Momservation: It’s a sad day when your children realize the world they live in can be a very scary place. Your hope is instead of frightening them it will inspire them to make it safer.
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The morning after Osama Bin Laden was finally brought to justice I woke my children to tell them the news.
It was worse than telling them there was no Santa Claus (which I haven’t done yet).
That’s because at ages 10 and 11 they vaguely knew about 9/11 and they certainly weren’t aware there was a madman who made it his life’s mission to destroy our country. They didn’t know that full body scans at airports weren’t always part of traveling. They didn’t realize when Mommy’s purse is checked at Disneyland it’s to make sure she doesn’t have a bomb or poisonous liquids.
And it was all by design. There was no reason, at their age, to burden them with the reality that the world can be a scary place and that the America they live in today has to always be ready for the next attack.
They were only five and 22 months old on 9/11. I actually have pictures of them I took that day because they looked so cute and innocent transfixed in front of the TV watching Elmo’s World – the episode about bugs, my son’s favorite. Then the phone rang. And I turned the channel just in time to see the north World Trade Center Tower collapse.
Below is an excerpt from the journal entry I wrote a week later, so frightened for my children and the scary new world they would live in.
As I tried to grasp the horror being played out in front of me…I felt my life, my family’s life, American lives change course. Forced onto a path that was dark and unlit without the light of hope. As a mother, how can you envision bright and hopeful opportunities for your children’s future when you see a plane full of innocent people forced to end their lives by taking other unsuspecting souls with them? If there is such evil in the world to do this…when will it come knocking on our door?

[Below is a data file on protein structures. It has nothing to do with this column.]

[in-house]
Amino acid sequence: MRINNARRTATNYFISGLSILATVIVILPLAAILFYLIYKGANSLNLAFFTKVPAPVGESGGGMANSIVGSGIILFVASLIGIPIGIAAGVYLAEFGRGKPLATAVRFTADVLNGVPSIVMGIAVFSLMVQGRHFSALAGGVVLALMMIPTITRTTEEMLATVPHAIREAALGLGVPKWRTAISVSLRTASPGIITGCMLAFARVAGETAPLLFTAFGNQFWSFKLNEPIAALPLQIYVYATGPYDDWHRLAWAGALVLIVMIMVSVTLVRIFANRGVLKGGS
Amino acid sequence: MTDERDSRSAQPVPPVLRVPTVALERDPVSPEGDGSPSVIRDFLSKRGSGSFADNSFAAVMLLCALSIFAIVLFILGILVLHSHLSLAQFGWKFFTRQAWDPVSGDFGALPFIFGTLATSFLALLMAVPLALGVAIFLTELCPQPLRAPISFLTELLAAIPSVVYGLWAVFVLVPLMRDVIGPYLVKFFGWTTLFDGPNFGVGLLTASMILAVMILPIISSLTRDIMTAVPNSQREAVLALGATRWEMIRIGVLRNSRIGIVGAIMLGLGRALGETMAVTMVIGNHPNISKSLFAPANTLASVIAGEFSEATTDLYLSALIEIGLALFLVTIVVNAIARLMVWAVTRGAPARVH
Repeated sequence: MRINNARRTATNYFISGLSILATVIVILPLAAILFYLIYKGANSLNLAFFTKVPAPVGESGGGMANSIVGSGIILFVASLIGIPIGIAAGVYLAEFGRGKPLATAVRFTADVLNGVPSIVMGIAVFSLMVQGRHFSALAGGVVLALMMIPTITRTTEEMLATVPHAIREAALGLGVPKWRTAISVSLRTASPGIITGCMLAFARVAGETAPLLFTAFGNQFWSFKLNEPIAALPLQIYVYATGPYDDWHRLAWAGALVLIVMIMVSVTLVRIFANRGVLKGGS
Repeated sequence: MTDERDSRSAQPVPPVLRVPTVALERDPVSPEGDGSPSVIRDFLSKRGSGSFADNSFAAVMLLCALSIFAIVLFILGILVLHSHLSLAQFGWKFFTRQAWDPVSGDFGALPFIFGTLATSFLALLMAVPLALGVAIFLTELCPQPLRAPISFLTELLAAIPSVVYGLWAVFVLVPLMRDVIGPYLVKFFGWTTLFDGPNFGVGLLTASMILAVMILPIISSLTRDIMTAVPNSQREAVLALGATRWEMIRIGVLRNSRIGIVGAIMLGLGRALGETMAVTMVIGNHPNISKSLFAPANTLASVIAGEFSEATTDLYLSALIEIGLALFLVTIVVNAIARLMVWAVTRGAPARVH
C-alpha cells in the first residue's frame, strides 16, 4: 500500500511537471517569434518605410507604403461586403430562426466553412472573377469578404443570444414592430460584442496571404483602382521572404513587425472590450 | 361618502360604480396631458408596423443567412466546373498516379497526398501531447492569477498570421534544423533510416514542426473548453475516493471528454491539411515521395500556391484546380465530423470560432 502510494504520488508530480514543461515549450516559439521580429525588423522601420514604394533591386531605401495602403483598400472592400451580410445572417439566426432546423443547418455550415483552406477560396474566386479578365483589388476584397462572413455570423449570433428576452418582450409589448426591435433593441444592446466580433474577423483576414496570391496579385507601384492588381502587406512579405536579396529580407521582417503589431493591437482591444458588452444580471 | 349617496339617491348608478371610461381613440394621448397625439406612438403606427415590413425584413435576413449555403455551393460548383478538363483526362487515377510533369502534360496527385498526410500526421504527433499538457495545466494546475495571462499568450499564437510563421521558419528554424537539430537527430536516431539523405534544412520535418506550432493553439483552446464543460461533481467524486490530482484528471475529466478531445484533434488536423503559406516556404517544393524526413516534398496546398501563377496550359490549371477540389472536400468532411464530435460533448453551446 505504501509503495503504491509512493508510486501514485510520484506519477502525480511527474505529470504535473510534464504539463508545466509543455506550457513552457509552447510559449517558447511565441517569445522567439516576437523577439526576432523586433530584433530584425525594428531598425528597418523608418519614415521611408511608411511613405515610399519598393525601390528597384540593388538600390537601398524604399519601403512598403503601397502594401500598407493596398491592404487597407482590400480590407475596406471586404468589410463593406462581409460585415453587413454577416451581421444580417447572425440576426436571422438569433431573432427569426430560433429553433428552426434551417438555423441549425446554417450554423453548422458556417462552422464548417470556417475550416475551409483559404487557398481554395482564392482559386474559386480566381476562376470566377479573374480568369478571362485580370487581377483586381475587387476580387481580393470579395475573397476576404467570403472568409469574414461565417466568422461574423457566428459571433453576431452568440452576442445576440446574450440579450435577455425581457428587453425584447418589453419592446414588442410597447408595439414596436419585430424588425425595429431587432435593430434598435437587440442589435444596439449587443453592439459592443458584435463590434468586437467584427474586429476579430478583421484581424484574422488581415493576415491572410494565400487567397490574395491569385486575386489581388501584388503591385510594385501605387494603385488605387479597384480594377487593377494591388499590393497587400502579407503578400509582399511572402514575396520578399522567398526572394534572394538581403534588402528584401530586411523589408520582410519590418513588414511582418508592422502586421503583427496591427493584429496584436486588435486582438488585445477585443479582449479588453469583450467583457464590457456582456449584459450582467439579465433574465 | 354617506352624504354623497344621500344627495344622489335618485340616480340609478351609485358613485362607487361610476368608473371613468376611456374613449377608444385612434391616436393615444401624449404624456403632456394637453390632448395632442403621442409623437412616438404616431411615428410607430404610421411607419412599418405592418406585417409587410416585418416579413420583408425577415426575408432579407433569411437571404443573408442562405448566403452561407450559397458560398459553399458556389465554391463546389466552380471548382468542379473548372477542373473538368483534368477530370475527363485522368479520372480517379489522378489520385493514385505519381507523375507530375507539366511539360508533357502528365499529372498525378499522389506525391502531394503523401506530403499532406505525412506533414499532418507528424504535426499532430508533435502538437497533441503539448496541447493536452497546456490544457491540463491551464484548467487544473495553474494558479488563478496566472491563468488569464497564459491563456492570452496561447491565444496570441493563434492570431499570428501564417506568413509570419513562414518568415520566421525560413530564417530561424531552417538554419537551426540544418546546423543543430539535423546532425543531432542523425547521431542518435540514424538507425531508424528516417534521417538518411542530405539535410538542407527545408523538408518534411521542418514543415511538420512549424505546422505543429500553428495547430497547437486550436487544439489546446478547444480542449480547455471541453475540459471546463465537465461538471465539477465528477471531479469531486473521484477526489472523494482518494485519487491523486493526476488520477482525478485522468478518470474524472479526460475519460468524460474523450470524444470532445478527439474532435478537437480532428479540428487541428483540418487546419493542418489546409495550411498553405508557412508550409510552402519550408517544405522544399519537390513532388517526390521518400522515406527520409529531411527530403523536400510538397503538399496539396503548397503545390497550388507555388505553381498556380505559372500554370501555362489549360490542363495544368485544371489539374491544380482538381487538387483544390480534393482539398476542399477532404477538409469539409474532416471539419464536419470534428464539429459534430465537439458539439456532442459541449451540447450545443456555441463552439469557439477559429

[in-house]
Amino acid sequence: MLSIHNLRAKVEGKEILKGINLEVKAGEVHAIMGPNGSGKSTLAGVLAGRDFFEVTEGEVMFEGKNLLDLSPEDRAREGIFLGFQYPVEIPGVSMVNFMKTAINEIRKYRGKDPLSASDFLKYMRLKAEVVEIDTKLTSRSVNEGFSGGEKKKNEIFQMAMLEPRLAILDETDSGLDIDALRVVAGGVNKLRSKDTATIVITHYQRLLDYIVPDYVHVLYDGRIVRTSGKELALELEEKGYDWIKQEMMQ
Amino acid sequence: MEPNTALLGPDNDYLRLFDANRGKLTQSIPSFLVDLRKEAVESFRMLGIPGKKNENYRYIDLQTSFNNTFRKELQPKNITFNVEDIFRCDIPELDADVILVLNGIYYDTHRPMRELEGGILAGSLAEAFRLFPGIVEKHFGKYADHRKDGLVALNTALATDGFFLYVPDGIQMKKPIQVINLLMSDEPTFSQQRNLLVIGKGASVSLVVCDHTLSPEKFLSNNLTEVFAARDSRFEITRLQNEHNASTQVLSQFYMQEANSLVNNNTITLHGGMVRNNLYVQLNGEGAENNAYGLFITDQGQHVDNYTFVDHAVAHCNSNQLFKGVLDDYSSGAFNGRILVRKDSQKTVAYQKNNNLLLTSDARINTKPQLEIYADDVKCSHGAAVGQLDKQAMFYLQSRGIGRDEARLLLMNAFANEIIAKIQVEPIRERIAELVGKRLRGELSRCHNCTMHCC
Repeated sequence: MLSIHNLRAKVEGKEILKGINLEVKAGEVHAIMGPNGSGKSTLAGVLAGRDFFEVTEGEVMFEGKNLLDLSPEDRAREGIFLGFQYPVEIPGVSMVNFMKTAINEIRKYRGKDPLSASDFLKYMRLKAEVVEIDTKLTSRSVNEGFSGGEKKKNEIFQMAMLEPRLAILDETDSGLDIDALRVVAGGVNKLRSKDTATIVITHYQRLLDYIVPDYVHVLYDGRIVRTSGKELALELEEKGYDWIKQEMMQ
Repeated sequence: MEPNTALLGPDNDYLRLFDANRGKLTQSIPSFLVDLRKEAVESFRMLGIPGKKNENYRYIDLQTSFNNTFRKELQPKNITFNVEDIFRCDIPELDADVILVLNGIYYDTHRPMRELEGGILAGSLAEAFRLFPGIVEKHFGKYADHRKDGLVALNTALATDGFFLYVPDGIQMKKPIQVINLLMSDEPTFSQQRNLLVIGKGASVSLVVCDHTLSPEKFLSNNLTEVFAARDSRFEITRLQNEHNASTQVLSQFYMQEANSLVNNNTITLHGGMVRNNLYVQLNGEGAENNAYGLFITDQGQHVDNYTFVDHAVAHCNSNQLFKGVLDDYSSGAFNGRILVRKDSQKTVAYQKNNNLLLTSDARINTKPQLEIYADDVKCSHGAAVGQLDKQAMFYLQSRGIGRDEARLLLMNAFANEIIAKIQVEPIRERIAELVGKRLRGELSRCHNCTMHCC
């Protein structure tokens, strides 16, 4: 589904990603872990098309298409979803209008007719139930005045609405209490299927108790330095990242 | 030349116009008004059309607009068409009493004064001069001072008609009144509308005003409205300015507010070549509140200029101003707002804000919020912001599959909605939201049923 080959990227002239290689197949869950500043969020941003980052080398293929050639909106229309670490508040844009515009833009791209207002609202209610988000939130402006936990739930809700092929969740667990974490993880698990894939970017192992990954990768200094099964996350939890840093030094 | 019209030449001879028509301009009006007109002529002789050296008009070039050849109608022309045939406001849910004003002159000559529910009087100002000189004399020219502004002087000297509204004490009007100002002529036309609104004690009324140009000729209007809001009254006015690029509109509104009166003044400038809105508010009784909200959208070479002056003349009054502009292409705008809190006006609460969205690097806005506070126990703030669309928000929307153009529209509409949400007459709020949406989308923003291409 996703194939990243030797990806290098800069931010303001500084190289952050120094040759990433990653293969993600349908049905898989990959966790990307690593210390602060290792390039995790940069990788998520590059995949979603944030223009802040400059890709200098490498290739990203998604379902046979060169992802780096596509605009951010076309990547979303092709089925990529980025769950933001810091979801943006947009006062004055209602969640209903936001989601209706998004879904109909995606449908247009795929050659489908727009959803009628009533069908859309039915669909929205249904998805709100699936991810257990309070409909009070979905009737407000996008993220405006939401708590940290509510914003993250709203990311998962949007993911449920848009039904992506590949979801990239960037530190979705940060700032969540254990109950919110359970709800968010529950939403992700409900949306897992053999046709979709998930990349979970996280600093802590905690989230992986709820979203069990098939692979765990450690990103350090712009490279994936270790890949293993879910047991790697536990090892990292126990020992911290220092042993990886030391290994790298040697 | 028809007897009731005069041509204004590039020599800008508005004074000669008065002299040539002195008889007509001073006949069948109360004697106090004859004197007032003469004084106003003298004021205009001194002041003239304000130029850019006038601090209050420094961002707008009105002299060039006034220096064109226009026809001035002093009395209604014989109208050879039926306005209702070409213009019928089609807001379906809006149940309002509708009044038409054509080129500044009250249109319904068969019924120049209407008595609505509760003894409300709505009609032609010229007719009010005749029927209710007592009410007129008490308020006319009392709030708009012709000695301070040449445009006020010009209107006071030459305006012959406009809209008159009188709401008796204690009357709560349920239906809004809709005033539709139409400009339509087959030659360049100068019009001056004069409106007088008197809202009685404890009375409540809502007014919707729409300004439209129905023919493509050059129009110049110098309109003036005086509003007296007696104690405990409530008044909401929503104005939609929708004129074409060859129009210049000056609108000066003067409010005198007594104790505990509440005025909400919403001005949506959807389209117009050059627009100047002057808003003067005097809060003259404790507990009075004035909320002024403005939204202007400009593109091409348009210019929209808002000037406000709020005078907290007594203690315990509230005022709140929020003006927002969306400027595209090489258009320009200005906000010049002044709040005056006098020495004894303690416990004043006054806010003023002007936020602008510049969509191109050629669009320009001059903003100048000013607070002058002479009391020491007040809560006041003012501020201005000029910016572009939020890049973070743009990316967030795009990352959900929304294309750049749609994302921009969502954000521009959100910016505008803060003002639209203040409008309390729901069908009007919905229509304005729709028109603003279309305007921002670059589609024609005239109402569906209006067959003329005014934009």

I look back at one week ago, before September 11, 2001 was written in blood into our history books, and grasp for the comfort, peace, and opportunity of the United States I lived in. I weep for the innocence that was stolen from my children before they could even articulate what they wanted to be when they grew up. I am scared that I am old enough to know and understand what this new terroristic future will hold…but most of all, I wish that one week ago I had instead seen the end of Elmo’s World and that our world was still as innocent as I had seen reflected in my children’s eyes.
Now, nearly ten years later, it was time to sit down my children and tell them the security they knew wasn’t real. I knew that if I didn’t educate my children about this significant moment in history – Bin Laden’s death at the hands of U.S. soldiers – they would learn about it the second they hit the school playground possibly in a much scarier way with misinformation and exaggerated details. If their perception of the world was going to change forever that day, I wanted to at least be there for them as the truth revealed itself and sank in.
After I played President Obama’s speech for them and showed them a book about 9/11 the questions came fast and furious:
Were people on those planes and did they die?
Did people die when the Twin Towers collapsed?
Why would someone want to kill themselves or blow up innocent people?
What did the United States do to make that man want to do that?
What does Osama Bin Laden’s family think about what he’s done?
My son, who is older and has an uncanny knack for compartmentalizing, seemed startled but took this new information about his world in stride. But it was just as I feared with my philosophical daughter, Whitney. With trepidation she said, “I’m never going to feel the same about riding on a plane again.”
Later, after thinking more about it she added, “I always felt like when bad things happened it wasn’t real – it seemed more like a scary fairy tale in books I’ve read. I used to think living in Sacramento was like living in a fairy tale.”
Her dawning realization of the world she lived in made my heart ache for her just as it did nearly 10 years earlier. It made me angry at Bin Laden all over again. The United States may have finally brought him to justice but the madman’s final act of terror was to steal my daughter’s innocence.
There’s no way I’m telling her about Santa now.